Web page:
Five Weeks in a Balloon
A Little Philosophy.--A Cloud on the Horizon.--In the Midst of a Fog.--The Strange Balloon.--An Exact View of the Victoria.--The Palm-Trees.--Traces of a Caravan.--The Well in the Midst of the Desert.
On the morrow, there was the same purity of sky, the same stillness of the atmosphere. The balloon rose to an elevation of five hundred feet, but it had scarcely changed its position to the westward in any perceptible degree.
“We are right in the open desert,” said the doctor. “Look at that vast reach of sand! What a strange spectacle! What a singular arrangement of nature! Why should there be, in one place, such extreme luxuriance of vegetation yonder, and here, this extreme aridity, and that in the same latitude, and under the same rays of the sun?”
“The why concerns me but little,” answered Kennedy, “the reason interests me less than the fact. The thing is so; that’s the important part of it!”
“Oh, it is well to philosophize a little, Dick; it does no harm.”
“Let us philosophize, then, if you will; we have time enough before us; we are hardly moving; the wind is afraid to blow; it sleeps.”
“That will not last forever,” put in Joe; “I think I see some banks of clouds in the east.”
“Joe’s right!” said the doctor, after he had taken a look.
“Good!” said Kennedy; “now for our clouds, with a fine rain, and a fresh wind to dash it into our faces!”
“Well, we’ll see, Dick, we’ll see!”
“But this is Friday, master, and I’m afraid of Fridays!”
“Well, I hope that this very day you’ll get over those notions.”
“I hope so, master, too. Whew!” he added, mopping his face, “heat’s a good thing, especially in winter, but in summer it don’t do to take too much of it.”
“Don’t you fear the effect of the sun’s heat on our balloon?” asked Kennedy, addressing the doctor.
“No! the gutta-percha coating resists much higher temperatures than even this. With my spiral I have subjected it inside to as much as one hundred and fifty-eight degrees sometimes, and the covering does not appear to have suffered.”
“A cloud! a real cloud!” shouted Joe at this moment, for that piercing eyesight of his beat all the glasses.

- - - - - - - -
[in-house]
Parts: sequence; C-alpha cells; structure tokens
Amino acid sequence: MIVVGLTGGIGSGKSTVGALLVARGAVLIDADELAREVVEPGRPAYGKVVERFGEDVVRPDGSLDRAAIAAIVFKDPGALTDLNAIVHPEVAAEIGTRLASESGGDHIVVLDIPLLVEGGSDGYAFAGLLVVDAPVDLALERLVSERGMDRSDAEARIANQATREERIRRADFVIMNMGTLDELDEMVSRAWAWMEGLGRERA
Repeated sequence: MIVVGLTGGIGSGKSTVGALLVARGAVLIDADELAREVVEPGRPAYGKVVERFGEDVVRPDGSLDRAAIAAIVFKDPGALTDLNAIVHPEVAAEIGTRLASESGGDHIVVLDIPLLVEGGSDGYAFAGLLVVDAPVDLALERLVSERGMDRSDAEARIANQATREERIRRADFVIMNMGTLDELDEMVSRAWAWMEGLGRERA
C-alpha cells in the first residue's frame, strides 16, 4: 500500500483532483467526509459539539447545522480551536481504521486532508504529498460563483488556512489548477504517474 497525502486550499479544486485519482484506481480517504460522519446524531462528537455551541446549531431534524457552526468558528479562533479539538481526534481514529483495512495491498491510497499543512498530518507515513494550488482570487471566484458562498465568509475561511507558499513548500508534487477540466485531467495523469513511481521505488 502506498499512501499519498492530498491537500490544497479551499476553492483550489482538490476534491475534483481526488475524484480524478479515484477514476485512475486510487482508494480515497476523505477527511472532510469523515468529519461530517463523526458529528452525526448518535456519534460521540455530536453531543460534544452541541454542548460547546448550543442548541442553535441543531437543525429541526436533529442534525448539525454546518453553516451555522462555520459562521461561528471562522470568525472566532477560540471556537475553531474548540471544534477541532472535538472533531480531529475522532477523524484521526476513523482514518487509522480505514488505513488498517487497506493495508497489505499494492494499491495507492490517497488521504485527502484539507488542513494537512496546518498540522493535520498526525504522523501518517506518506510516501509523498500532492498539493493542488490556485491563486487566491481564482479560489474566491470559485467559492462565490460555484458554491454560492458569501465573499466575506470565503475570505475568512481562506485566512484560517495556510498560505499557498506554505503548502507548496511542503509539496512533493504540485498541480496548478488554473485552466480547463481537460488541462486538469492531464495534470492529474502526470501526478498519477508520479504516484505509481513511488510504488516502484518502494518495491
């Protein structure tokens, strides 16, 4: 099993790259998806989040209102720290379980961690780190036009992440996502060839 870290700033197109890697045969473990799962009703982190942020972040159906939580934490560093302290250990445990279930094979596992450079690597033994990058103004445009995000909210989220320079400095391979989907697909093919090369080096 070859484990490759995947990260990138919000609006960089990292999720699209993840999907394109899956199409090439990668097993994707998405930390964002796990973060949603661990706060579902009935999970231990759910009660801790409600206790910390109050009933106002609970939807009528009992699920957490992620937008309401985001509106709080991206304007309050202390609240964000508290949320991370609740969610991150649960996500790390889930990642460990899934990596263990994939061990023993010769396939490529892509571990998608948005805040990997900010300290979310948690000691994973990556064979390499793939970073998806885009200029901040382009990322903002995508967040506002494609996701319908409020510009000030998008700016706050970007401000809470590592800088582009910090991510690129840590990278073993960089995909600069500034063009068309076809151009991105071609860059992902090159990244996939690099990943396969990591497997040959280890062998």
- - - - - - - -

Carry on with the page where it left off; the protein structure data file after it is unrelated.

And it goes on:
And, in fact, a thick bank of vapor, now quite distinct, could be seen slowly emerging above the horizon. It appeared to be very deep, and, as it were, puffed out. It was, in reality, a conglomeration of smaller clouds. The latter invariably retained their original formation, and from this circumstance the doctor concluded that there was no current of air in their collected mass.
This compact body of vapor had appeared about eight o’clock in the morning, and, by eleven, it had already reached the height of the sun’s disk. The latter then disappeared entirely behind the murky veil, and the lower belt of cloud, at the same moment, lifted above the line of the horizon, which was again disclosed in a full blaze of daylight.
“It’s only an isolated cloud,” remarked the doctor. “It won’t do to count much upon that.”
“Look, Dick, its shape is just the same as when we saw it this morning!”
“Then, doctor, there’s to be neither rain nor wind, at least for us!”
“I fear so; the cloud keeps at a great height.”
“Well, doctor, suppose we were to go in pursuit of this cloud, since it refuses to burst upon us?”
“I fancy that to do so wouldn’t help us much; it would be a consumption of gas, and, consequently, of water, to little purpose; but, in our situation, we must not leave anything untried; therefore, let us ascend!”
And with this, the doctor put on a full head of flame from the cylinder, and the dilation of the hydrogen, occasioned by such sudden and intense heat, sent the balloon rapidly aloft.
About fifteen hundred feet from the ground, it encountered an opaque mass of cloud, and entered a dense fog, suspended at that elevation; but it did not meet with the least breath of wind. This fog seemed even destitute of humidity, and the articles brought in contact with it were scarcely dampened in the slightest degree. The balloon, completely enveloped in the vapor, gained a little increase of speed, perhaps, and that was all.
The doctor gloomily recognized what trifling success he had obtained from his manoeuvre, and was relapsing into deep meditation, when he heard Joe exclaim, in tones of most intense astonishment:
“Ah! by all that’s beautiful!”
“What’s the matter, Joe?”
“Doctor! Mr. Kennedy! Here’s something curious!”
“What is it, then?”
“We are not alone, up here! There are rogues about! They’ve stolen our invention!”
“Has he gone crazy?” asked Kennedy.
Joe stood there, perfectly motionless, the very picture of amazement.
“Can the hot sun have really affected the poor fellow’s brain?” said the doctor, turning toward him.
“Will you tell me?--”
“Look!” said Joe, pointing to a certain quarter of the sky.
“By St. James!” exclaimed Kennedy, in turn, “why, who would have believed it? Look, look! doctor!”
“I see it!” said the doctor, very quietly.
“Another balloon! and other passengers, like ourselves!”
And, sure enough, there was another balloon about two hundred paces from them, floating in the air with its car and its aeronauts. It was following exactly the same route as the Victoria.
“Well,” said the doctor, “nothing remains for us but to make signals; take the flag, Kennedy, and show them our colors.”
It seemed that the travellers by the other balloon had just the same idea, at the same moment, for the same kind of flag repeated precisely the same salute with a hand that moved in just the same manner.